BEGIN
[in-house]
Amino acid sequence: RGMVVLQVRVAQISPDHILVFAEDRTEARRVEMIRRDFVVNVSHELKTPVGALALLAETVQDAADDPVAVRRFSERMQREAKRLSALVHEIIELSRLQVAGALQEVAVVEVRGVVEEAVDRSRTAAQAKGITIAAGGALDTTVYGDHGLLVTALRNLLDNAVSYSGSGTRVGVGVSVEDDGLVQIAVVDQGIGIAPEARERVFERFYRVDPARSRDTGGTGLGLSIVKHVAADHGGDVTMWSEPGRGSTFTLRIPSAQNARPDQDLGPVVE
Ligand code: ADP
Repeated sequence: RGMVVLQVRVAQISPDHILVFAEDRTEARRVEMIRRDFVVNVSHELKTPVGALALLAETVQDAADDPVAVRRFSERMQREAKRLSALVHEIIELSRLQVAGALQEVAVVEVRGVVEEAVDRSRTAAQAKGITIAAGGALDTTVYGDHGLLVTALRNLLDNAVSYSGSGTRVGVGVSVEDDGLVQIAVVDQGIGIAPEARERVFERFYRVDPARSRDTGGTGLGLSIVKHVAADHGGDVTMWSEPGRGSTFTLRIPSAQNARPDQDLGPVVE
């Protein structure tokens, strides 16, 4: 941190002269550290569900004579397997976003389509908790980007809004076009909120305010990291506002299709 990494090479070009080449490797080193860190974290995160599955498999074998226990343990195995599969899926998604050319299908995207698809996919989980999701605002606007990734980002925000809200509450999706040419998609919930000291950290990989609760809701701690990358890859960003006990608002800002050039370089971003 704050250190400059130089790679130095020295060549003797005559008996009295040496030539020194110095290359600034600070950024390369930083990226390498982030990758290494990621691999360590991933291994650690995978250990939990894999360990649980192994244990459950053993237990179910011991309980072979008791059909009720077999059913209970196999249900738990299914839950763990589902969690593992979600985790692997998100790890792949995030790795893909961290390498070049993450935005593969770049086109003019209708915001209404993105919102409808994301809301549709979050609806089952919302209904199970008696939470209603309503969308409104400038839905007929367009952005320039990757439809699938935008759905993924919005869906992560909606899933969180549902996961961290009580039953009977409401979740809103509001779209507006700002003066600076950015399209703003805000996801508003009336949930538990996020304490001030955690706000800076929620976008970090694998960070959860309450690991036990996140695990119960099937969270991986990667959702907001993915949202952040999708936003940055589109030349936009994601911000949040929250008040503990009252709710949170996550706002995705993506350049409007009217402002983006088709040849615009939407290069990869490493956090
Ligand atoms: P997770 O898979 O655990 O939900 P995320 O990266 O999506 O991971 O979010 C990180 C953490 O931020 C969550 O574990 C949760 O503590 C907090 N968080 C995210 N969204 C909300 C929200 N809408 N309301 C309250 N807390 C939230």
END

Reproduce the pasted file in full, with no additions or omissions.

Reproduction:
[in-house]
Amino acid sequence: RGMVVLQVRVAQISPDHILVFAEDRTEARRVEMIRRDFVVNVSHELKTPVGALALLAETVQDAADDPVAVRRFSERMQREAKRLSALVHEIIELSRLQVAGALQEVAVVEVRGVVEEAVDRSRTAAQAKGITIAAGGALDTTVYGDHGLLVTALRNLLDNAVSYSGSGTRVGVGVSVEDDGLVQIAVVDQGIGIAPEARERVFERFYRVDPARSRDTGGTGLGLSIVKHVAADHGGDVTMWSEPGRGSTFTLRIPSAQNARPDQDLGPVVE
Ligand code: ADP
Repeated sequence: RGMVVLQVRVAQISPDHILVFAEDRTEARRVEMIRRDFVVNVSHELKTPVGALALLAETVQDAADDPVAVRRFSERMQREAKRLSALVHEIIELSRLQVAGALQEVAVVEVRGVVEEAVDRSRTAAQAKGITIAAGGALDTTVYGDHGLLVTALRNLLDNAVSYSGSGTRVGVGVSVEDDGLVQIAVVDQGIGIAPEARERVFERFYRVDPARSRDTGGTGLGLSIVKHVAADHGGDVTMWSEPGRGSTFTLRIPSAQNARPDQDLGPVVE
């Protein structure tokens, strides 16, 4: 941190002269550290569900004579397997976003389509908790980007809004076009909120305010990291506002299709 990494090479070009080449490797080193860190974290995160599955498999074998226990343990195995599969899926998604050319299908995207698809996919989980999701605002606007990734980002925000809200509450999706040419998609919930000291950290990989609760809701701690990358890859960003006990608002800002050039370089971003 704050250190400059130089790679130095020295060549003797005559008996009295040496030539020194110095290359600034600070950024390369930083990226390498982030990758290494990621691999360590991933291994650690995978250990939990894999360990649980192994244990459950053993237990179910011991309980072979008791059909009720077999059913209970196999249900738990299914839950763990589902969690593992979600985790692997998100790890792949995030790795893909961290390498070049993450935005593969770049086109003019209708915001209404993105919102409808994301809301549709979050609806089952919302209904199970008696939470209603309503969308409104400038839905007929367009952005320039990757439809699938935008759905993924919005869906992560909606899933969180549902996961961290009580039953009977409401979740809103509001779209507006700002003066600076950015399209703003805000996801508003009336949930538990996020304490001030955690706000800076929620976008970090694998960070959860309450690991036990996140695990119960099937969270991986990667959702907001993915949202952040999708936003940055589109030349936009994601911000949040929250008040503990009252709710949170996550706002995705993506350049409007009217402002983006088709040849615009939407290069990869490493956090
Ligand atoms: P997770 O898979 O655990 O939900 P995320 O990266 O999506 O991971 O979010 C990180 C953490 O931020 C969550 O574990 C949760 O503590 C907090 N968080 C995210 N969204 C909300 C929200 N809408 N309301 C309250 N807390 C939230």